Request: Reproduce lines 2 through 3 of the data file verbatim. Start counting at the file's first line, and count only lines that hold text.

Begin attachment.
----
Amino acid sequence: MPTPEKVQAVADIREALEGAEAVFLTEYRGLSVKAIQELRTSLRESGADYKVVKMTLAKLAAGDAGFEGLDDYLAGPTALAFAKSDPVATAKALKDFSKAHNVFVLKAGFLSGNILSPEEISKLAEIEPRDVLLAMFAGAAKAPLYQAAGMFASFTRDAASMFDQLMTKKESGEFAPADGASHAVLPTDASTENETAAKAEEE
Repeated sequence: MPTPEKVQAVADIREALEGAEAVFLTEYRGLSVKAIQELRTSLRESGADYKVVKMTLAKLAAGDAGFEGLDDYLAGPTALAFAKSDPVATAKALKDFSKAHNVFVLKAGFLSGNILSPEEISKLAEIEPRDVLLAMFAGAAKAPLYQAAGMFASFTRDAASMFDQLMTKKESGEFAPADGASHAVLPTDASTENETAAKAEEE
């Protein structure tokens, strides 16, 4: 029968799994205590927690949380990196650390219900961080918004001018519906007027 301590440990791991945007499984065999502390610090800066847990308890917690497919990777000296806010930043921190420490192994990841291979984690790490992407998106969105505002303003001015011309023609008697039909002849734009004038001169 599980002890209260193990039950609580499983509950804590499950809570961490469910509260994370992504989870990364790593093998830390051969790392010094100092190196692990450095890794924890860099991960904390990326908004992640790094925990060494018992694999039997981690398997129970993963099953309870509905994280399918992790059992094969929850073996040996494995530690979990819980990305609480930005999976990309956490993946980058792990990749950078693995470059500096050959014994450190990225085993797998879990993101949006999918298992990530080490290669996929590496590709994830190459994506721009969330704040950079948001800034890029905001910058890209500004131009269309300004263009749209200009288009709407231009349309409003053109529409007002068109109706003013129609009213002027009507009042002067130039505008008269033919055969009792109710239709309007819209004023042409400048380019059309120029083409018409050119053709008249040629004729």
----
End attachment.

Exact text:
Repeated sequence: MPTPEKVQAVADIREALEGAEAVFLTEYRGLSVKAIQELRTSLRESGADYKVVKMTLAKLAAGDAGFEGLDDYLAGPTALAFAKSDPVATAKALKDFSKAHNVFVLKAGFLSGNILSPEEISKLAEIEPRDVLLAMFAGAAKAPLYQAAGMFASFTRDAASMFDQLMTKKESGEFAPADGASHAVLPTDASTENETAAKAEEE
């Protein structure tokens, strides 16, 4: 029968799994205590927690949380990196650390219900961080918004001018519906007027 301590440990791991945007499984065999502390610090800066847990308890917690497919990777000296806010930043921190420490192994990841291979984690790490992407998106969105505002303003001015011309023609008697039909002849734009004038001169 599980002890209260193990039950609580499983509950804590499950809570961490469910509260994370992504989870990364790593093998830390051969790392010094100092190196692990450095890794924890860099991960904390990326908004992640790094925990060494018992694999039997981690398997129970993963099953309870509905994280399918992790059992094969929850073996040996494995530690979990819980990305609480930005999976990309956490993946980058792990990749950078693995470059500096050959014994450190990225085993797998879990993101949006999918298992990530080490290669996929590496590709994830190459994506721009969330704040950079948001800034890029905001910058890209500004131009269309300004263009749209200009288009709407231009349309409003053109529409007002068109109706003013129609009213002027009507009042002067130039505008008269033919055969009792109710239709309007819209004023042409400048380019059309120029083409018409050119053709008249040629004729």